When Harvard University researchers wanted a good example of a public library that fosters family engagement, it looked to the Watertown Free Public Library.
The town’s library was one studied for the Harvard Family Research Project’s paper, Public Libraries: A Vital Space for Family Engagement by M. Elena Lopez, Margaret Caspe and Lorette McWilliams. The study looks at ways that libraries can promote family engagement which in turn promotes learning for children.
For the study, Harvard partnered with the Public Library Association (PLA). They surveyed library directors around the country about their family engagement practices, met monthly with a learning community of nearly 20 librarians interested in family engagement, according to the paper.
Watertown Library Director Leone Cole told the Town Council recently that she and her staff were pleased to contribute to Harvard Family Research Project’s study.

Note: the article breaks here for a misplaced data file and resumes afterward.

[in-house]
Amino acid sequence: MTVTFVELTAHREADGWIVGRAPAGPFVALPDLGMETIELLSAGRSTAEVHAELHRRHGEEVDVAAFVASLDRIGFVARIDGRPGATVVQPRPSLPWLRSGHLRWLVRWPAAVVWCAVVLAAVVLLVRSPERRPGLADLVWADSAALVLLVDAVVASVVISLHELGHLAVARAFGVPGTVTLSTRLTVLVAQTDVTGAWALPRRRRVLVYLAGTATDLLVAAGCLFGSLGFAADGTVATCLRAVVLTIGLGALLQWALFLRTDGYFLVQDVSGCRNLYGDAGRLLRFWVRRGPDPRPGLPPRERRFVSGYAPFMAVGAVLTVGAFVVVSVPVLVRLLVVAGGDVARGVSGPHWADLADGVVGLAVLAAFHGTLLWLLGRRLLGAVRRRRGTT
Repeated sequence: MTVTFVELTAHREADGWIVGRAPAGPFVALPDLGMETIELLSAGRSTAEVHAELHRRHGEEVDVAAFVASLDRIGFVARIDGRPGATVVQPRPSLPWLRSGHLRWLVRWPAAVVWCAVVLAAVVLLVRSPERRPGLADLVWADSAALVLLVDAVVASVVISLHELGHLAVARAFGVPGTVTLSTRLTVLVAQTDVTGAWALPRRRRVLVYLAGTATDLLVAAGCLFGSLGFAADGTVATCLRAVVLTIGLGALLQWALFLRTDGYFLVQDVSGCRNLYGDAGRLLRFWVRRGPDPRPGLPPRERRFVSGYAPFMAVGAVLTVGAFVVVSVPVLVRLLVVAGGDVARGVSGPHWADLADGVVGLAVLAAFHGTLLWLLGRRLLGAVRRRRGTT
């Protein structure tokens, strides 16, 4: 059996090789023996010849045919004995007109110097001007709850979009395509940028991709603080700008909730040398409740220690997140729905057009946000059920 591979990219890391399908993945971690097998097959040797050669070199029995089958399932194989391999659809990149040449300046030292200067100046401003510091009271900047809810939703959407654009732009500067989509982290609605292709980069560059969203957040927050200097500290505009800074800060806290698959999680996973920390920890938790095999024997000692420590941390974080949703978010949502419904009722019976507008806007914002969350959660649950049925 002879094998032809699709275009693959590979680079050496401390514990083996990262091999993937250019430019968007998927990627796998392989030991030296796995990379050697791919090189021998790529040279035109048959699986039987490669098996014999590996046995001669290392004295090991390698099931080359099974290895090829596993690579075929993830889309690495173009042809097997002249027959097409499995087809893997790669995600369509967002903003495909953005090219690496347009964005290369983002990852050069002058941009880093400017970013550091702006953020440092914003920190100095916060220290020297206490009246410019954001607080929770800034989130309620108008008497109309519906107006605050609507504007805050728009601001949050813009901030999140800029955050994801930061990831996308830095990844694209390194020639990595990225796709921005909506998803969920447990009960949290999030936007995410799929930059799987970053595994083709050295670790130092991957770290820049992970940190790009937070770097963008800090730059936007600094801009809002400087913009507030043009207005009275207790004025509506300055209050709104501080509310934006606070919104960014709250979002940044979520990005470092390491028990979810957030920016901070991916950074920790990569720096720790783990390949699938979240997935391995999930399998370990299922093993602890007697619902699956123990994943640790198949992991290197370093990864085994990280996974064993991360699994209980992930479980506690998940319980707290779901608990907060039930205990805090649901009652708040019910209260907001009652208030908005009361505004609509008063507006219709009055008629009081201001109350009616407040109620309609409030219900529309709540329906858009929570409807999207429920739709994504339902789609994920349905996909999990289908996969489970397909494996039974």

“Part of the study is with family engagement at the library,” Cole said. “We were chosen because of our reputation. Our staff does the work. Children are reading earlier and earlier because families are engaged.”
The paper highlights Watertown’s library in a highlighted section that says:
“Librarians from Watertown Free Public Library in Massachusetts keep families coming back by involving them in creating the programming. By offering programs and services that families say they want, libraries demonstrate that they are listening and responding to feedback. This fosters a positive library-family relationship as well as a sense of ownership among families.”
Leone notes that the Watertown library has programs for infants all the way through their life through the time they are senior citizens.
Other libraries that took part in the study include the 24 members of the Maryland library system, the Waukegan Public Library, the Carnegie Library of Pittsburgh and the Houston Public Library.
See more about the library by clicking here, and find a link to download a PDF of the paper (link is near the top of the page).